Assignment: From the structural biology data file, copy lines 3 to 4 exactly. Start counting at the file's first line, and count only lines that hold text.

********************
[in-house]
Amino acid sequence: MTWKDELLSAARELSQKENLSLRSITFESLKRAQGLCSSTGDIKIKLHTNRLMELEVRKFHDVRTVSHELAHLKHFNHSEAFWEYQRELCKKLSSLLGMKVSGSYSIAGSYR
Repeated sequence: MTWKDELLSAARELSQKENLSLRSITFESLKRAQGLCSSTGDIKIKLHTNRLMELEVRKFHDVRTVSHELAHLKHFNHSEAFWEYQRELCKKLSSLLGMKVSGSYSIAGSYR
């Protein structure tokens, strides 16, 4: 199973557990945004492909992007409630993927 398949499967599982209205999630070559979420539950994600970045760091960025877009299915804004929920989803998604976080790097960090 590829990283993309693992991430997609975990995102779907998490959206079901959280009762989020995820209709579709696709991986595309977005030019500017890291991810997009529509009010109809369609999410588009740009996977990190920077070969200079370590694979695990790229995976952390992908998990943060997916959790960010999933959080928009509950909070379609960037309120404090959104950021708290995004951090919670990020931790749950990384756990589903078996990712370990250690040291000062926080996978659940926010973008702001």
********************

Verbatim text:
Repeated sequence: MTWKDELLSAARELSQKENLSLRSITFESLKRAQGLCSSTGDIKIKLHTNRLMELEVRKFHDVRTVSHELAHLKHFNHSEAFWEYQRELCKKLSSLLGMKVSGSYSIAGSYR
């Protein structure tokens, strides 16, 4: 199973557990945004492909992007409630993927 398949499967599982209205999630070559979420539950994600970045760091960025877009299915804004929920989803998604976080790097960090 590829990283993309693992991430997609975990995102779907998490959206079901959280009762989020995820209709579709696709991986595309977005030019500017890291991810997009529509009010109809369609999410588009740009996977990190920077070969200079370590694979695990790229995976952390992908998990943060997916959790960010999933959080928009509950909070379609960037309120404090959104950021708290995004951090919670990020931790749950990384756990589903078996990712370990250690040291000062926080996978659940926010973008702001």